DEEP’s Harmful Reporting Measures Narrowly Survive Committee Vote

05.02.2013
Issues & Policies

The Judiciary Committee this week narrowly approved parts of SB 1082 (Sections 2 and 3) that are widely opposed by businesses, municipal economic development agencies, and brownfield development and environmental professionals–but supported by the Department of Energy & Environmental Protection (DEEP).

Turning the state’s program for identifying and addressing imminent environmental hazards into a historic contamination reporting program, these sections will:

  • Unnecessarily stigmatize hundreds of properties that have some contamination but are not creating imminent risks
  • Create disincentives for environmental investigation
  • Add to Connecticut’s already lengthy list of brownfields
  • Stunt economic development 

Chilling Effect

The sections “will have a chilling effect on [real estate] deals,” said Rep. Jeff Berger (D-Waterbury), “and will create more brownfields when [DEEP] can’t even handle the ones we have now.” 

After all the progress Connecticut has made on brownfields in the state, he added, “this would set us back 7 or 8 years.” 

Many others on the committee echoed Berger’s concerns as Sen. Ed Meyer (D-Guilford)–with the assistance of DEEP staff–defended the sections.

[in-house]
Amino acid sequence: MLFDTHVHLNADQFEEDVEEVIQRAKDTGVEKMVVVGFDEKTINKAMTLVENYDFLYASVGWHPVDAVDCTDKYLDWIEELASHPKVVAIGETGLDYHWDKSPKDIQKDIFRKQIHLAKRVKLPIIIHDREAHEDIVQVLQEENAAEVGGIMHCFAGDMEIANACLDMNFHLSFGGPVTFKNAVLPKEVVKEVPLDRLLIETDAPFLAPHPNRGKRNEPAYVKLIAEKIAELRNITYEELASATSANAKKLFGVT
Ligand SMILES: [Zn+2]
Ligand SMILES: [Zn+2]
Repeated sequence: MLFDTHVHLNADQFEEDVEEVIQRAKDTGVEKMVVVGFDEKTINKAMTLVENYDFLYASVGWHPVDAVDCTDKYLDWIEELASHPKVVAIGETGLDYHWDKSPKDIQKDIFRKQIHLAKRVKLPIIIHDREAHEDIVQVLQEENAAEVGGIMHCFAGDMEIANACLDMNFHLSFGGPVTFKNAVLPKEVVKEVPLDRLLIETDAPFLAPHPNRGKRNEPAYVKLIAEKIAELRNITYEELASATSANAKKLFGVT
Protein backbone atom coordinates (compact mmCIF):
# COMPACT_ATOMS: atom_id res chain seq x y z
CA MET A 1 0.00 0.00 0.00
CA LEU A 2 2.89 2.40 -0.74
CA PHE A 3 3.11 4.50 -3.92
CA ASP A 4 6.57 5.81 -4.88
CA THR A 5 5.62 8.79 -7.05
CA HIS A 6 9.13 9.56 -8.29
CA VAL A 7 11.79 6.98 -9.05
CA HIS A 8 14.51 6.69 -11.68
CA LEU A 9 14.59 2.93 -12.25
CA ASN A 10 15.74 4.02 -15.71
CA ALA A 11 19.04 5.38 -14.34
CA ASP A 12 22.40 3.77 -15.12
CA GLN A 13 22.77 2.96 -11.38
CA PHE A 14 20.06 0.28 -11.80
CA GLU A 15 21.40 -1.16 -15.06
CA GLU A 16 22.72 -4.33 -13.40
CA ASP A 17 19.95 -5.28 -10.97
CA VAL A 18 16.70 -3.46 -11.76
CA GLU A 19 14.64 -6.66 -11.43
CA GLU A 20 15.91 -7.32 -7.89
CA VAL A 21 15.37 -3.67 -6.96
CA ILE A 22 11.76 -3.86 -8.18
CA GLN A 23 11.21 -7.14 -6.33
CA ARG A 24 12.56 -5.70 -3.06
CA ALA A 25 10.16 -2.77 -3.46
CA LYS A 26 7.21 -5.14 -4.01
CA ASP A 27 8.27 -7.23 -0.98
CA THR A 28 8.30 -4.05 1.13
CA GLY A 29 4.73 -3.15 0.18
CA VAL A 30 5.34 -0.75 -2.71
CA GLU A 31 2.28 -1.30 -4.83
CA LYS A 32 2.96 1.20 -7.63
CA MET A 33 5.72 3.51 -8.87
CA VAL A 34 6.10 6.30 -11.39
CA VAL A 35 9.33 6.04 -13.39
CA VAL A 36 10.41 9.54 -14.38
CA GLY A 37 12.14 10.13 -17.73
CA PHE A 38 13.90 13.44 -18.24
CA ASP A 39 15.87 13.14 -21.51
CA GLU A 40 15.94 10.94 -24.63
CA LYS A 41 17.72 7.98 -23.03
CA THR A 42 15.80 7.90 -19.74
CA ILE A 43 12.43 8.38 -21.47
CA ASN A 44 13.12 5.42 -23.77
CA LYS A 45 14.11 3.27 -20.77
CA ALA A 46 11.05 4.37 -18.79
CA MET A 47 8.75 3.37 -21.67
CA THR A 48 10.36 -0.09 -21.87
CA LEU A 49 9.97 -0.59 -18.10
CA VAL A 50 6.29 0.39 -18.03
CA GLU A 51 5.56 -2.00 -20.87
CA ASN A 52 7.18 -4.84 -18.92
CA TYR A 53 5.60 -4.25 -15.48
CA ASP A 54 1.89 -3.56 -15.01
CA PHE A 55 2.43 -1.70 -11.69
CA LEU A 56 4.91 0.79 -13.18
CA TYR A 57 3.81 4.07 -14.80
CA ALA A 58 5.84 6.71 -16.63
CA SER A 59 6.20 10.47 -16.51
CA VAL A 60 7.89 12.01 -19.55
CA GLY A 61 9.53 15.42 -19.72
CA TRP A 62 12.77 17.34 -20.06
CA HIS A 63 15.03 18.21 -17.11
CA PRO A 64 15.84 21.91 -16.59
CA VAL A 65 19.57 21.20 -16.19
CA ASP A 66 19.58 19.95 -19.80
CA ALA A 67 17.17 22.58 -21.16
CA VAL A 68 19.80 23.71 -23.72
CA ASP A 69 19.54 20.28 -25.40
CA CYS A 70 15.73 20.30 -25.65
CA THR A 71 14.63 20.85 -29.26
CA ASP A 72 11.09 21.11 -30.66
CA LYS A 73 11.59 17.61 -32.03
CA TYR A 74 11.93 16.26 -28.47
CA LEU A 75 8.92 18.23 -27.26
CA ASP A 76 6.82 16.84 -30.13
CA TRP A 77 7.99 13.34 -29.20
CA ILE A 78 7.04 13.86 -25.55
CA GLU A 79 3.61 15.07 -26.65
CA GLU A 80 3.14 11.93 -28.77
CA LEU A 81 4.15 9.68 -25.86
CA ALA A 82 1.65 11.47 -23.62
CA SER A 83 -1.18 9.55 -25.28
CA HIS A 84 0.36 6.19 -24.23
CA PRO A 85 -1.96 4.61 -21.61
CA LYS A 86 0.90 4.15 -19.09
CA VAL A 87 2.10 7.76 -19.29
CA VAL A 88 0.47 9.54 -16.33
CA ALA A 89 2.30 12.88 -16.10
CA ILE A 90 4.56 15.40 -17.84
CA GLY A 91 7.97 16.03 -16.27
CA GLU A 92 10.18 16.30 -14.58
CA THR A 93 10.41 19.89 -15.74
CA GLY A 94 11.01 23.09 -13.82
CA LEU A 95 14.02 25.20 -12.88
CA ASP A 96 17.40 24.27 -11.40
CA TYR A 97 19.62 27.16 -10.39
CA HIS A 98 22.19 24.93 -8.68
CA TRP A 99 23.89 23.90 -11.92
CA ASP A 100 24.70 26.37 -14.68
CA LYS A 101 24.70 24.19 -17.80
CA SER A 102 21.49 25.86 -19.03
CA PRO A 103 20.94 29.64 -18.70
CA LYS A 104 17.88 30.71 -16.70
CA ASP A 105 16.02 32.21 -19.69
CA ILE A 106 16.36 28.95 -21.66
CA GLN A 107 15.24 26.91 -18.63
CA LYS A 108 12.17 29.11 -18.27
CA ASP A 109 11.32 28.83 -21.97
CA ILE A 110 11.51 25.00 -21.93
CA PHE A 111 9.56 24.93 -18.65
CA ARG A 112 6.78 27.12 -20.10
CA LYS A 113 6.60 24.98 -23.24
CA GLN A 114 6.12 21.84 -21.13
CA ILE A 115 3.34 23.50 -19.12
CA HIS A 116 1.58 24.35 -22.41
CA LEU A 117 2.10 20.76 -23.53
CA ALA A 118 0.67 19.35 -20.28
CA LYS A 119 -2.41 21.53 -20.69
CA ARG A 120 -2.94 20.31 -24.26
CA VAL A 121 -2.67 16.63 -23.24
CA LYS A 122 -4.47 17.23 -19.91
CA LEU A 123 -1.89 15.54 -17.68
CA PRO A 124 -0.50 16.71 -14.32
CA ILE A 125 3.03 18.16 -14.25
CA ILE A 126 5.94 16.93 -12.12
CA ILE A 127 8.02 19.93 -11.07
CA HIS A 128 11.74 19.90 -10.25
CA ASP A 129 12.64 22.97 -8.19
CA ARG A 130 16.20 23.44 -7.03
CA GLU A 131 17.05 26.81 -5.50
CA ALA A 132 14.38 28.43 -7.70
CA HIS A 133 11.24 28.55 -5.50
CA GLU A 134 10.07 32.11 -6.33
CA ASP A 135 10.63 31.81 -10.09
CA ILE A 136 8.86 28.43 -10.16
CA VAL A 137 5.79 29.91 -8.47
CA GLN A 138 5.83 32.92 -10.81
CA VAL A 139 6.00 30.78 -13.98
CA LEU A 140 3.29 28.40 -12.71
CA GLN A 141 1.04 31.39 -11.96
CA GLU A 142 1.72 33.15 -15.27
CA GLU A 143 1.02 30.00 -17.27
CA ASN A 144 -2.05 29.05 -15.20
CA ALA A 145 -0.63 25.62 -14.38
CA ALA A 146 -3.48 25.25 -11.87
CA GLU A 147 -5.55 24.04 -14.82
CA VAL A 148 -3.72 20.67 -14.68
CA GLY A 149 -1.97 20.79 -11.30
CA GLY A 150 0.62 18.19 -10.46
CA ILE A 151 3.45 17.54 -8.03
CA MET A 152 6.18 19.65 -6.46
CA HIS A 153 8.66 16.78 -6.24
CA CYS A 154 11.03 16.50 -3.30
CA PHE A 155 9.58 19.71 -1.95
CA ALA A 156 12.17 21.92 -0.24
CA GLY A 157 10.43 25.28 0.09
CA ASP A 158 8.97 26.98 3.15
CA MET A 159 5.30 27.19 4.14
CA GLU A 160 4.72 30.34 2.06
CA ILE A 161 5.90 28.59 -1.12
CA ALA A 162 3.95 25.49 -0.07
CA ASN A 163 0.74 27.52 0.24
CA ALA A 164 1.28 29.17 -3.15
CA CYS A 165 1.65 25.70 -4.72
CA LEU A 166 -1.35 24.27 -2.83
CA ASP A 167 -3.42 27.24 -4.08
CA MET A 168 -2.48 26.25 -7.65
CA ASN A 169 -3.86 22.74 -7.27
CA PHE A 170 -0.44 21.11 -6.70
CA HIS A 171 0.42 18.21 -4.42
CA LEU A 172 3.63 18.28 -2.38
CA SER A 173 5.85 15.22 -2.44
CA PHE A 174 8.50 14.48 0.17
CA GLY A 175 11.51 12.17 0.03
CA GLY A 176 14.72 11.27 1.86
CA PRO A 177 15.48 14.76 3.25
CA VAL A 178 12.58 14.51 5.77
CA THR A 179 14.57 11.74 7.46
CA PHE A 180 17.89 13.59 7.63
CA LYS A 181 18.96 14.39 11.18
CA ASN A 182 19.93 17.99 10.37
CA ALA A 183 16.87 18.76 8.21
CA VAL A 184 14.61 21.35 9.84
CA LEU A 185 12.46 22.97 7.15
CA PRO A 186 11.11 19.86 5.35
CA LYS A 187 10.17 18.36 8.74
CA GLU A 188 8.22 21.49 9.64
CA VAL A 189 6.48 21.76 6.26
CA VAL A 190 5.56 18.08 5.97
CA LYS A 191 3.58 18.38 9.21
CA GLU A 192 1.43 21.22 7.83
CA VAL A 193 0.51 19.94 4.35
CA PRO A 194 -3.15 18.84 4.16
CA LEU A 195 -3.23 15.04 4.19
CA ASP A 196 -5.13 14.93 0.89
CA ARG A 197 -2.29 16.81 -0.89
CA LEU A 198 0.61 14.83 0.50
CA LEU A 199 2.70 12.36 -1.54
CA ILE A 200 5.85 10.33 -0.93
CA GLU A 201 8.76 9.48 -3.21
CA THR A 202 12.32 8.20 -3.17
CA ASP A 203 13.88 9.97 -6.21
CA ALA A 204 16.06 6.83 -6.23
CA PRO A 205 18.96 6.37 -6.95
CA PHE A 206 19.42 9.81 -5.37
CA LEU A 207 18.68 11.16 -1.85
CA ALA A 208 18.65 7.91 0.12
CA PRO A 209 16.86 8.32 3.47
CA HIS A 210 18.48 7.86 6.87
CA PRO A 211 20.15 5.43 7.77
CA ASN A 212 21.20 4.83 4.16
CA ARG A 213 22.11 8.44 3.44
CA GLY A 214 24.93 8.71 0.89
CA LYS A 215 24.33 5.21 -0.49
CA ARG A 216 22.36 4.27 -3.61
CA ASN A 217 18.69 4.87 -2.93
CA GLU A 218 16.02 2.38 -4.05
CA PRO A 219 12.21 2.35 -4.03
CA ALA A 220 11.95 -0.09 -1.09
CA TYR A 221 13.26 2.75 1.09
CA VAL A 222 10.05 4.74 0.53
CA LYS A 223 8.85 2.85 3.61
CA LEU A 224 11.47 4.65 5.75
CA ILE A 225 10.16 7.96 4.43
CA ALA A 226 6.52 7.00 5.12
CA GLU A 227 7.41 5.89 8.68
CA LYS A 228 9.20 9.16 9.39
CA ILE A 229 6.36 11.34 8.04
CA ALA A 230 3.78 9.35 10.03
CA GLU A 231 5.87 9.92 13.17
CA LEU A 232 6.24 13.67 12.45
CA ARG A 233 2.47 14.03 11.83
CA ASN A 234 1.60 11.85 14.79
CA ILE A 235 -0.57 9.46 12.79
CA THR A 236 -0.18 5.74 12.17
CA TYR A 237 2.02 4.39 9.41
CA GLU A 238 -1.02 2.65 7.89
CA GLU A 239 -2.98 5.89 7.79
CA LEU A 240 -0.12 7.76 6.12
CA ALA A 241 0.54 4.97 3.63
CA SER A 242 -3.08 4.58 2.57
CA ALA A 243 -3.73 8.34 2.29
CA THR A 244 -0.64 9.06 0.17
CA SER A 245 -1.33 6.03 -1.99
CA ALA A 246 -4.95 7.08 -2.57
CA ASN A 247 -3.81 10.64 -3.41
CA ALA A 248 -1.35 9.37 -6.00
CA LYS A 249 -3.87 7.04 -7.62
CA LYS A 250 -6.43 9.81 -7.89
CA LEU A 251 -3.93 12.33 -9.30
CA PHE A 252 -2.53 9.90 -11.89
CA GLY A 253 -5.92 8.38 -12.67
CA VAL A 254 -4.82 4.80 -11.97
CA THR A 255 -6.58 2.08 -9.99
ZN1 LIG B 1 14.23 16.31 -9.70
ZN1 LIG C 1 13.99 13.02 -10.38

Characterizing the measures as simply “make-safe” provisions that would not require remediation of the properties, Sen. Meyer’s defense of the measures reflected DEEP’s disregard for the opinions offered by a wide variety of experts regarding the real-world negative implications of the measures.  

DEEP also continues to struggle when asked why they insist on proposing these actions now with a 2015 implementation date, when the agency will be revising its cleanup regulations over the coming year and coming to the legislature in 2014 with comprehensive legislative changes based on those revised cleanup rules and standards. 

Ultimately, an amendment introduced by Rep. Tom O’Dea (R-New Canaan) to strike the two sections failed on a 20-17 vote. The bill in its original form was then approved by the committee and now heads back to the Senate for further action, including possible referrals to other committees for further consideration.

For more information, contact CBIA’s Eric Brown at 860.244.1926 or eric.brown@cbia.com.

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